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RE: Truss bracing

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So, is there some direction, text, etc to determine the requirements for the
strength and stiffness required for the tension chord.  I've been hoping
that something like that would come up in this thread because I have a
situation with a "fish belly" truss, you know the old King Post truss that
shows up in all the old statics books where the top chord is continuous and
horizontal and the bottom chord is discontinuous and pitched two directions.
What would be the bracing requirements for the bottom chord at the
compression web location at the junction of the two bottom chords?

Joseph R. Grill, PE

-----Original Message-----
From: Curt LaCount [mailto:Curt.LaCount(--nospam--at)jacobs.com]
Sent: Friday, December 08, 2000 2:42 PM
To: seaint(--nospam--at)seaint.org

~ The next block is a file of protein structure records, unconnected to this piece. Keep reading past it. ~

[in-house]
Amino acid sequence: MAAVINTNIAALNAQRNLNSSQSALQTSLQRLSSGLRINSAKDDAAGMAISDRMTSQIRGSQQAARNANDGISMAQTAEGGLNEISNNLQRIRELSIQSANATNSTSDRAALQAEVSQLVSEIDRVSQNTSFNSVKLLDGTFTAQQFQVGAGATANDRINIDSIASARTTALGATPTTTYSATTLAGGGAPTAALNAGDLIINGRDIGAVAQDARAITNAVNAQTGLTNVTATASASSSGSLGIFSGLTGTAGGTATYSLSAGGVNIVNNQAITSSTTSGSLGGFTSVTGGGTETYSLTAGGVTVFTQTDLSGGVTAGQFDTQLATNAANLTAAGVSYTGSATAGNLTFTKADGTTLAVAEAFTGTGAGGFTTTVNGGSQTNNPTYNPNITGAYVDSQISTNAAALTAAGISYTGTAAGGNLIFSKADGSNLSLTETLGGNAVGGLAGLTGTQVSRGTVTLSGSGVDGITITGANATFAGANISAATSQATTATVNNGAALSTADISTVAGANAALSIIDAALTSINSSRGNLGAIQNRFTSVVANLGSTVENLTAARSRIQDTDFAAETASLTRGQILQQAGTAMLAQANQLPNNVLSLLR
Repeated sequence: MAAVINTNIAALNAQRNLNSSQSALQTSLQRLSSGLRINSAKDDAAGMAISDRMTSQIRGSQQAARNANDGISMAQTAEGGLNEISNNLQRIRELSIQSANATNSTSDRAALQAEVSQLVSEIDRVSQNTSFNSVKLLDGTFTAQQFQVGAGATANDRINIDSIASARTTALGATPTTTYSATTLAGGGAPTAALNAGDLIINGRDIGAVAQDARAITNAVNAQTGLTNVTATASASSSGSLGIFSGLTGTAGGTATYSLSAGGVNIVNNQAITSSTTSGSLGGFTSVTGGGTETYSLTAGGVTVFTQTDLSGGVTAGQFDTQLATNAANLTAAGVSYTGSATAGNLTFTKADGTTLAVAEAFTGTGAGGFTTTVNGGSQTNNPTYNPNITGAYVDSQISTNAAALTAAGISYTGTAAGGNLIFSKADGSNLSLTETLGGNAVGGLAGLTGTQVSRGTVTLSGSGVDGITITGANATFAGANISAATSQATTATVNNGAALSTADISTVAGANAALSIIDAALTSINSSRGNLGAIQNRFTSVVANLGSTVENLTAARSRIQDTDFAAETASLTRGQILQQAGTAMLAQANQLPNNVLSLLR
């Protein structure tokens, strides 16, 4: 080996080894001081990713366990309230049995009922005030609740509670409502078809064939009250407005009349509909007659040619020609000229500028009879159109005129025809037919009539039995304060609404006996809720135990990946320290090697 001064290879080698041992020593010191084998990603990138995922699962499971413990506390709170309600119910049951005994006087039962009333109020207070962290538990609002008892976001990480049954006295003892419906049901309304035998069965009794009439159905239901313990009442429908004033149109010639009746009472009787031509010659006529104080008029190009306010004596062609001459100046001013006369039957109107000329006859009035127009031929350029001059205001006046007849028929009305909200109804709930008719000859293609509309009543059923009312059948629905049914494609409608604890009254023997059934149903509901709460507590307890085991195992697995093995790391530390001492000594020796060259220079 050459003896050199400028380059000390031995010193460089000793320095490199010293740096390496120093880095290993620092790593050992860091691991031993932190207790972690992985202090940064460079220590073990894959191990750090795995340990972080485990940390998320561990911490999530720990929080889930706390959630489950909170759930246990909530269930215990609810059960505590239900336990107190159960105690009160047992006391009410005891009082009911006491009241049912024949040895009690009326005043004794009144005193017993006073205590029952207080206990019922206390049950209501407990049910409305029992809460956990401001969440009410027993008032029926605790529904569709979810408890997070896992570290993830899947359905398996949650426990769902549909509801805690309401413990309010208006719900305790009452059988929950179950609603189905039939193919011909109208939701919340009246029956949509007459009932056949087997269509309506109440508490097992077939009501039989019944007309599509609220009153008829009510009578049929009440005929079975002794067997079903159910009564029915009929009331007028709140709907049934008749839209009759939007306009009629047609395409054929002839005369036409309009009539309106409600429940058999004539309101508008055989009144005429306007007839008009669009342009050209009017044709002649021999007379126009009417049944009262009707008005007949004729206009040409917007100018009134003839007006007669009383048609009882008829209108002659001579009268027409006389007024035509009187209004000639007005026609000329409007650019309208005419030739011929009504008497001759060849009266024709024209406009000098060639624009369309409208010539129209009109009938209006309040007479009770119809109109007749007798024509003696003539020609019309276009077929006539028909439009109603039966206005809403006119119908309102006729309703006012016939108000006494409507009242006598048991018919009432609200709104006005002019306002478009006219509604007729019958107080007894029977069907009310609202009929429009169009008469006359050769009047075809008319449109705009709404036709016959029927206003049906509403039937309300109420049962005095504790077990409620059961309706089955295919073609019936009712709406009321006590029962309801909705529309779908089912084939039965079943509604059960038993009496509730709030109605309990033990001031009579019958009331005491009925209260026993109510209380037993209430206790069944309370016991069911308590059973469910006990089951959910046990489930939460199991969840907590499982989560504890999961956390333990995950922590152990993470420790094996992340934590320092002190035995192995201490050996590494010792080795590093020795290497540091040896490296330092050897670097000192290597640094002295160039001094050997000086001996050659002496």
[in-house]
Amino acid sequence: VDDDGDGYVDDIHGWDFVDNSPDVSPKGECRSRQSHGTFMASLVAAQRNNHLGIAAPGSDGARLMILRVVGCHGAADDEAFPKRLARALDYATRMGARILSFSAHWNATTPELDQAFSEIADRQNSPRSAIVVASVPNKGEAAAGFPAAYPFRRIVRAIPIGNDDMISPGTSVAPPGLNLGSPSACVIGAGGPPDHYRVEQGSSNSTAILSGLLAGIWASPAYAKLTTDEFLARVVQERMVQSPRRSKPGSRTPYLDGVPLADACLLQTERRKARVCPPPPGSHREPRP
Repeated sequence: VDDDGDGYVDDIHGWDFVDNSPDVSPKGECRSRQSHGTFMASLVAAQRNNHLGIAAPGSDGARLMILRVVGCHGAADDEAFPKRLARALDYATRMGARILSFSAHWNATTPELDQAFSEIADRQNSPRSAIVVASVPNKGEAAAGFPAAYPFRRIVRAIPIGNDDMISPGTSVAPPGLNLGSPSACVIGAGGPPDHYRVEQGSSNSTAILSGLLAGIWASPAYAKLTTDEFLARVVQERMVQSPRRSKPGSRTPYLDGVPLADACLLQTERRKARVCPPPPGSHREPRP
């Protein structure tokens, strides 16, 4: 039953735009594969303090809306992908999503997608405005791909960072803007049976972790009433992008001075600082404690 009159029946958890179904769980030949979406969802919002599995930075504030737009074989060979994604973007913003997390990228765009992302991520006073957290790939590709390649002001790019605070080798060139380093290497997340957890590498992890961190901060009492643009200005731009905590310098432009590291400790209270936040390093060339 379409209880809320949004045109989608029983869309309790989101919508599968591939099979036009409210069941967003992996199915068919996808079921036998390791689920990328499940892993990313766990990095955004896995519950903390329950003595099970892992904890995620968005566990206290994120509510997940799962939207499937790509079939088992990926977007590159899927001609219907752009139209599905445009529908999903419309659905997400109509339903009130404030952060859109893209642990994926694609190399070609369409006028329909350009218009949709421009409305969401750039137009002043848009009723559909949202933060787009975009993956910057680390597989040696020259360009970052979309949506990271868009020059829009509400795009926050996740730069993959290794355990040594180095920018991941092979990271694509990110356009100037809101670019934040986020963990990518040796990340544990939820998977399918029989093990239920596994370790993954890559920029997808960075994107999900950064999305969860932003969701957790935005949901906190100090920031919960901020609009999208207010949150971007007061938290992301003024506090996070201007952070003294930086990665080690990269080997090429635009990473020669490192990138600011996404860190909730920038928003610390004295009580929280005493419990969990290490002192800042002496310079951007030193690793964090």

Subject: RE: Truss bracing

Mark,

One important point to consider is the compression web members that are
attached to the tension chord.  These web members are normally designed as
pinned ended and K=1.0.  Unless the tension chord has the strength and
stiffness to provide the out-of-plane restraint required for the K=1.0
effective length factor, then bracing is to be provided for that function.
So in effect, one is not bracing the tension chord, but the compression web
members.

Curt La Count
Jacobs Engineering
Portland, OR



All good input from you folks, thanks. My gut tells me not to say "it's a
tension member, it doesn't need bracing". Would you agree?

Mark